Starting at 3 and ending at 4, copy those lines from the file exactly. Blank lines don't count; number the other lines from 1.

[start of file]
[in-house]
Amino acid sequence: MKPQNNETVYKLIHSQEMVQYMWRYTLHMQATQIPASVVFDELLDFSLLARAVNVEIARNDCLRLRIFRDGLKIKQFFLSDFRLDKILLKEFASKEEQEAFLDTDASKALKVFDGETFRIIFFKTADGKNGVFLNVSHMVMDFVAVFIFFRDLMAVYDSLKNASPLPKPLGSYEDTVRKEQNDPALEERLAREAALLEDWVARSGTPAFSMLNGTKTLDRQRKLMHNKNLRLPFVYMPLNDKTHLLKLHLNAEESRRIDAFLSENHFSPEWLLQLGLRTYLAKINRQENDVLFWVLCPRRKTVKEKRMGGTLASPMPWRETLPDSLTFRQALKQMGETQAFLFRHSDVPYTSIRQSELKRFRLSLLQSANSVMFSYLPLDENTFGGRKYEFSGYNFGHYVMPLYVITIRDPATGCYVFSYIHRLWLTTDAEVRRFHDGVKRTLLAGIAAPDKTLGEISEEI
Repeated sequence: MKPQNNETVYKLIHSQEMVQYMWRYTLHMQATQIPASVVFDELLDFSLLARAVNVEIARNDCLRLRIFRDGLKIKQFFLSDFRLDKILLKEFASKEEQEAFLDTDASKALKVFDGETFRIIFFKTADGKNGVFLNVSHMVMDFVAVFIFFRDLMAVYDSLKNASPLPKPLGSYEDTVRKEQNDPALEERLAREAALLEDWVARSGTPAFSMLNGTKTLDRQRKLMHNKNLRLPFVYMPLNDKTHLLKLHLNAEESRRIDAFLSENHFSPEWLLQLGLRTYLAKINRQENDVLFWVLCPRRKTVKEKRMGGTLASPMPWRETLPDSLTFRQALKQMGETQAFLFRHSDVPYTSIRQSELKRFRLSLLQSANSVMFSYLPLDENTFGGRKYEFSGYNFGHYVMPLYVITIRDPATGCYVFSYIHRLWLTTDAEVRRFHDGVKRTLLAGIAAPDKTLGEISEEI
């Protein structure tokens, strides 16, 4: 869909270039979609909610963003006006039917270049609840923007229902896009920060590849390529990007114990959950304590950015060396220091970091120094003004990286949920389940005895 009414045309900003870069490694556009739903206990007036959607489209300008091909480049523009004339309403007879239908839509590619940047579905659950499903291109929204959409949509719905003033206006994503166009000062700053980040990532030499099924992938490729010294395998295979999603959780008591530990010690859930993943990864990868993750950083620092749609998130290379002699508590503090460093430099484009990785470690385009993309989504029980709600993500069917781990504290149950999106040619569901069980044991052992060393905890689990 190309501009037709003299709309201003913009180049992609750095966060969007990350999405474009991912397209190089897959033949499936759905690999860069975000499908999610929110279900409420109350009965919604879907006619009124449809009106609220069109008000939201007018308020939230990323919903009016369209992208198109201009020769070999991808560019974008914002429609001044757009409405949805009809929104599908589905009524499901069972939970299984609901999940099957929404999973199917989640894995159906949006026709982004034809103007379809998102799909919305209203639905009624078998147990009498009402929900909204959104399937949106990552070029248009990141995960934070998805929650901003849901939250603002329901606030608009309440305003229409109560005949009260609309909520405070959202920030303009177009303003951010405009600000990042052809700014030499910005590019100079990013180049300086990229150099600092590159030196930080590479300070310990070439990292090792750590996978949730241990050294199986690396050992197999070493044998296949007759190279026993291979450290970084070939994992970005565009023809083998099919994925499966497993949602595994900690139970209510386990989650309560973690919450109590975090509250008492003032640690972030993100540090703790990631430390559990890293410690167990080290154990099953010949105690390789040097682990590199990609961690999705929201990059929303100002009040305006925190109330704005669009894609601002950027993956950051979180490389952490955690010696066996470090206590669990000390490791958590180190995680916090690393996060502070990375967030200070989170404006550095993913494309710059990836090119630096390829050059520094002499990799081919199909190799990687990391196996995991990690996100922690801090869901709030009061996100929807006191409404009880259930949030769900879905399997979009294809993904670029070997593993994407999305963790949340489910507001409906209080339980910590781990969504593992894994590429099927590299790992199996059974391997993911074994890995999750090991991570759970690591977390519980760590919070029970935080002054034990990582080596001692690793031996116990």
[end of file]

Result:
Repeated sequence: MKPQNNETVYKLIHSQEMVQYMWRYTLHMQATQIPASVVFDELLDFSLLARAVNVEIARNDCLRLRIFRDGLKIKQFFLSDFRLDKILLKEFASKEEQEAFLDTDASKALKVFDGETFRIIFFKTADGKNGVFLNVSHMVMDFVAVFIFFRDLMAVYDSLKNASPLPKPLGSYEDTVRKEQNDPALEERLAREAALLEDWVARSGTPAFSMLNGTKTLDRQRKLMHNKNLRLPFVYMPLNDKTHLLKLHLNAEESRRIDAFLSENHFSPEWLLQLGLRTYLAKINRQENDVLFWVLCPRRKTVKEKRMGGTLASPMPWRETLPDSLTFRQALKQMGETQAFLFRHSDVPYTSIRQSELKRFRLSLLQSANSVMFSYLPLDENTFGGRKYEFSGYNFGHYVMPLYVITIRDPATGCYVFSYIHRLWLTTDAEVRRFHDGVKRTLLAGIAAPDKTLGEISEEI
């Protein structure tokens, strides 16, 4: 869909270039979609909610963003006006039917270049609840923007229902896009920060590849390529990007114990959950304590950015060396220091970091120094003004990286949920389940005895 009414045309900003870069490694556009739903206990007036959607489209300008091909480049523009004339309403007879239908839509590619940047579905659950499903291109929204959409949509719905003033206006994503166009000062700053980040990532030499099924992938490729010294395998295979999603959780008591530990010690859930993943990864990868993750950083620092749609998130290379002699508590503090460093430099484009990785470690385009993309989504029980709600993500069917781990504290149950999106040619569901069980044991052992060393905890689990 190309501009037709003299709309201003913009180049992609750095966060969007990350999405474009991912397209190089897959033949499936759905690999860069975000499908999610929110279900409420109350009965919604879907006619009124449809009106609220069109008000939201007018308020939230990323919903009016369209992208198109201009020769070999991808560019974008914002429609001044757009409405949805009809929104599908589905009524499901069972939970299984609901999940099957929404999973199917989640894995159906949006026709982004034809103007379809998102799909919305209203639905009624078998147990009498009402929900909204959104399937949106990552070029248009990141995960934070998805929650901003849901939250603002329901606030608009309440305003229409109560005949009260609309909520405070959202920030303009177009303003951010405009600000990042052809700014030499910005590019100079990013180049300086990229150099600092590159030196930080590479300070310990070439990292090792750590996978949730241990050294199986690396050992197999070493044998296949007759190279026993291979450290970084070939994992970005565009023809083998099919994925499966497993949602595994900690139970209510386990989650309560973690919450109590975090509250008492003032640690972030993100540090703790990631430390559990890293410690167990080290154990099953010949105690390789040097682990590199990609961690999705929201990059929303100002009040305006925190109330704005669009894609601002950027993956950051979180490389952490955690010696066996470090206590669990000390490791958590180190995680916090690393996060502070990375967030200070989170404006550095993913494309710059990836090119630096390829050059520094002499990799081919199909190799990687990391196996995991990690996100922690801090869901709030009061996100929807006191409404009880259930949030769900879905399997979009294809993904670029070997593993994407999305963790949340489910507001409906209080339980910590781990969504593992894994590429099927590299790992199996059974391997993911074994890995999750090991991570759970690591977390519980760590919070029970935080002054034990990582080596001692690793031996116990």